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Australian Journal of Pharmacy : November 2006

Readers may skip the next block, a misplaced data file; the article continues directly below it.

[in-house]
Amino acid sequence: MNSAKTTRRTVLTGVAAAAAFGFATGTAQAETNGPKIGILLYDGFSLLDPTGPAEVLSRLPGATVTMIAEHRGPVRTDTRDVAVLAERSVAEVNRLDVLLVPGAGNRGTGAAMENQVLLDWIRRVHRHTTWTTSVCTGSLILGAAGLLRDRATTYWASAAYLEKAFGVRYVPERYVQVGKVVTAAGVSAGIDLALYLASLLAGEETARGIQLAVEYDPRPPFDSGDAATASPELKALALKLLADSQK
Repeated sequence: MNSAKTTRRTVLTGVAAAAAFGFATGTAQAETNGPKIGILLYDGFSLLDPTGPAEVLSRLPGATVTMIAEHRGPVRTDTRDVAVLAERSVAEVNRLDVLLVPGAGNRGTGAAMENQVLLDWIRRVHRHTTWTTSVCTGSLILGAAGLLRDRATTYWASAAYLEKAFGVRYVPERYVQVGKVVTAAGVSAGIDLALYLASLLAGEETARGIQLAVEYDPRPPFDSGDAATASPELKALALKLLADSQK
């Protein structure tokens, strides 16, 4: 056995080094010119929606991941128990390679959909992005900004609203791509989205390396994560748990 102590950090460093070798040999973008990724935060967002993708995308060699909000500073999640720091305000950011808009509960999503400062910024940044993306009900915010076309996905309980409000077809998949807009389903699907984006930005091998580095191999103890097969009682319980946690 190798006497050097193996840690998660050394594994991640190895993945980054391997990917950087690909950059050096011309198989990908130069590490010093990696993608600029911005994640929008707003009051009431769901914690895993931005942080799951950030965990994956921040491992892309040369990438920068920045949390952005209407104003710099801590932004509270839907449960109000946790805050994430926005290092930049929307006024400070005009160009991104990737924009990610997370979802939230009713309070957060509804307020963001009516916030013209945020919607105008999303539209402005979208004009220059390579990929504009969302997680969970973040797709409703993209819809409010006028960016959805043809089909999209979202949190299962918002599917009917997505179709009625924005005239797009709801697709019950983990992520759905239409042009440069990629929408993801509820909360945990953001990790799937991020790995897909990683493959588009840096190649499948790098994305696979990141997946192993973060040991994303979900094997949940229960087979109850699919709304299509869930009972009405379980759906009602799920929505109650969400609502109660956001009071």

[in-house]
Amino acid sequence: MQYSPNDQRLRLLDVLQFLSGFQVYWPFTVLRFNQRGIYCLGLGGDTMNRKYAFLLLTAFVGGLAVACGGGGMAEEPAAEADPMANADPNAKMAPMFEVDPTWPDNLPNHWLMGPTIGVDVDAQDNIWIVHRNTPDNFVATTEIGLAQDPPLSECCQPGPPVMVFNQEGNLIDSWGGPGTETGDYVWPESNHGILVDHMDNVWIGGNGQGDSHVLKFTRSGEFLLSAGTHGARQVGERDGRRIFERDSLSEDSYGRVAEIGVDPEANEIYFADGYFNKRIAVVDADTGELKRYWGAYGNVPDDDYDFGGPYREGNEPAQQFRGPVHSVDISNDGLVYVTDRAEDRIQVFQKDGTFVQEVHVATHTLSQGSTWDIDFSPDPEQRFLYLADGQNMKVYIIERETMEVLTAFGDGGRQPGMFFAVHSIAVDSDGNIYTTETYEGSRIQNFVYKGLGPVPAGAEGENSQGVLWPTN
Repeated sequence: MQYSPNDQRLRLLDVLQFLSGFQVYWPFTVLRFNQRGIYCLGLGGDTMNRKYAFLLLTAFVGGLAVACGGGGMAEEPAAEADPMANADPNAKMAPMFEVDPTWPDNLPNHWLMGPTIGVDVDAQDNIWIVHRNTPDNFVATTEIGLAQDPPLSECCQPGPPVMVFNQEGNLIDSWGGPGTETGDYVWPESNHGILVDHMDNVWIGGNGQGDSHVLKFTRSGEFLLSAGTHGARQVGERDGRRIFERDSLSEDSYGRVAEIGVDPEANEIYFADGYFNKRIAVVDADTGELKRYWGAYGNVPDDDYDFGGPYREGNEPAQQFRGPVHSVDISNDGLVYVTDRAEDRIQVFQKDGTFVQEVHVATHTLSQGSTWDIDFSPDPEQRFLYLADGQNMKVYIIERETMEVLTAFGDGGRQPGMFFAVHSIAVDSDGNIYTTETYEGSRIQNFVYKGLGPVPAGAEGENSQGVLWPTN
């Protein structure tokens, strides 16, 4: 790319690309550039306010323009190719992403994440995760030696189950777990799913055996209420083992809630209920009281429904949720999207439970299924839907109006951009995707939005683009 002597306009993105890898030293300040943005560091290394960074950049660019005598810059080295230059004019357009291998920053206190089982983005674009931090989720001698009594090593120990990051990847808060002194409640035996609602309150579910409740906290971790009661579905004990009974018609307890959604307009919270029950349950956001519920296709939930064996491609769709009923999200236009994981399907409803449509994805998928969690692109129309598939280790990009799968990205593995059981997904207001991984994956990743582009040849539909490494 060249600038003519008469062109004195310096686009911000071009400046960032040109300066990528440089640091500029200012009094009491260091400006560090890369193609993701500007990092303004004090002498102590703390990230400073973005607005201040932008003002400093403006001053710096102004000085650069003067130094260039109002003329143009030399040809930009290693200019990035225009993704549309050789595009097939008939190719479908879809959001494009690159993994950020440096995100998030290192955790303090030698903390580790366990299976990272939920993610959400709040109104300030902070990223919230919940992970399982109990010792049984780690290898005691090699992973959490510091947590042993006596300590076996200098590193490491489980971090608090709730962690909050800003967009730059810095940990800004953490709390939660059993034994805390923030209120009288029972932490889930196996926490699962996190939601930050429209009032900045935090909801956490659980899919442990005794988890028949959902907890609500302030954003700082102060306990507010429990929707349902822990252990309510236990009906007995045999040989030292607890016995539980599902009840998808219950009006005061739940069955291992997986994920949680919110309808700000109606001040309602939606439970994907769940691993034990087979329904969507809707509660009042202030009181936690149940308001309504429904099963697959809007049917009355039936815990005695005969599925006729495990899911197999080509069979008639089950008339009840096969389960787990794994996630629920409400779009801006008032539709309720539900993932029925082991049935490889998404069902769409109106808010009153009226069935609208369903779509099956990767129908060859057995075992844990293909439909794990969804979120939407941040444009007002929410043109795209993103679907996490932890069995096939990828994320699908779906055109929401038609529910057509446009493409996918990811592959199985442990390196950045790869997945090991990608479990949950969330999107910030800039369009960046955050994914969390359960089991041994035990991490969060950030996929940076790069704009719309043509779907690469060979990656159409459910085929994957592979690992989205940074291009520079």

chronic pain management In addition, radiotherapy can often pro- vide relief from the pain of bone metasta- sis and corticosteroids may be useful when pain is associated with oedema or inflam- mation.’ Pain and the elderly Dr Roger Goucke, director of pain man- agement at Sir Charles Gairdner Hospi- tal in Perth told the AJP that studies on the prevalence of chronic pain indicate about one in five Australians are affected. He said chronic pain was defined as pain lasting more than three months and the most common kind of pain is back pain. ‘Older people tend to have more pain than younger people, even though you can say there is one in five, or 20 per cent of people estimated to be suffering from chronic pain, not everybody is bothered by it, most people put up with it. So, there is not 20 per cent of the population trying to get into pain clinics.’ Dr Goucke said although chronic pain is more common in the elderly it is not How to fill the HMR gap? M AJP. Asked about what is not being done and what should be done in the HMR program, Dr Gowan said: ‘At the moment there is insufficient communication between the GP and the pharmacist, although the situation has improved. She suggested pharmacists could make action notes on the dispensing program. ‘Not enough HMRs are being done because the accreditation system is too costly and reimbursement is just not happening, and this is a very embarrassing situation for pharmacy. It was promised in March but has still not come through. ‘Another issue for pharmacy is finding the time to do HMRs and being motivated to do them. Pharmacists have not realised the benefits of increasing their HMR business by directly referring to the GP. Accreditation is costly in time and money. ‘Of course a lot of pharmacists simply won’t do them and they are losing patients as a result. What happens is the GP tells the patient to go to another pharmacist.’ Dr Gowan said there are legal issues to consider as a pharmacist could potentially be liable if the GP has ordered a HMR for a specific medication issue, for example, non-compliance, and no action had been taken. ‘This is something we have discussed with PDL [professional indemnity insurance body, Pharmaceutical Defence Limited].’ Dr Gowan said there were a lot of dedicated facilitators, working very hard in the community and collaborating with GPs in many areas such as making the hospital discharge system work more efficiently. Also, GPs encourage other GPs to become involved although a number of GPs think HMRs take up too much time and involve too much paperwork. Funding is also needed for interpreters. As Dr Gowan said, more than 50 languages are spoken in Australia and in order to meet this requirement and make HMRs efficient this problem had to be addressed. ‘We have a number of pharmacists who speak different languages who are happy to travel and undertake HMRs but, unfortunately, there are not enough of them.’ 44 ? THE AUSTRALIAN JOURNAL OF PHARMACY VOL.87 NOVEMBER 2006 because they are older but that they have more co-morbid problems. ‘You see more spinal degenerative dis- ease, more diabetic neuropathy or post- herpetic neuralgia, that are all commoner in older people.’ When it comes to treatment of chronic pain, Dr Goucke said the current thrust was to try and get people to understand the pain and look at self-management using community based self-management programs similar to those community education approaches used for cardiovas- cular disease. ORE than 107,000 HMRs have been conducted nationally since the Home Medicines Review program was established in July 2001. According to consultant pharmacist and HMR facilitator, Dr Jenny Gowan, HMRs are becoming core practice for some GPs but currently only 10–12 per cent of GPs are ordering the service. ‘Ultimately our aim is to have HMRs as routine patient care,’ she told the ‘For example, be an ideal weight, do regular exercise and that will decrease chronic pain. It all takes effort and many people don’t want the effort they would rather take medication. ‘The biggest complaint from pain peo- ple at the moment is that you cannot get gabapentin or pregabalin on PBS [Phar- maceutical Benefits Scheme]. ‘These two drugs are not available for pain management. Noone can persuade the government or the government phar- maceutical advisors to put them on the PBS even though there is a fair amount of good evidence and anecdotal evidence for their use. It is not strong enough to per- suade the PBAC [Pharmaceutical Benefits Advisory Committee]. These drugs are widely used around the world but it all comes down to federal and state cost shift- ing.’ And as for home visits by pharmacists for the elderly, Dr Goucke said they were very sensible as long as the pharmacists were on the same wavelength as pain doc- tors. ‘When we have pharmacists talking to our patients they are very pro-drugs whereas we tend to be anti-drugs. Many patients are taking NSAIDs when they don’t have inflammatory pain. If HMR pharmacists are properly educated to try and get people off their drugs that is a good thing.’ According to Dr Gowan, many patients are concerned about a drug-centric approach to pain relief. ‘When it comes to medications for pain relief we are discovering, particularly with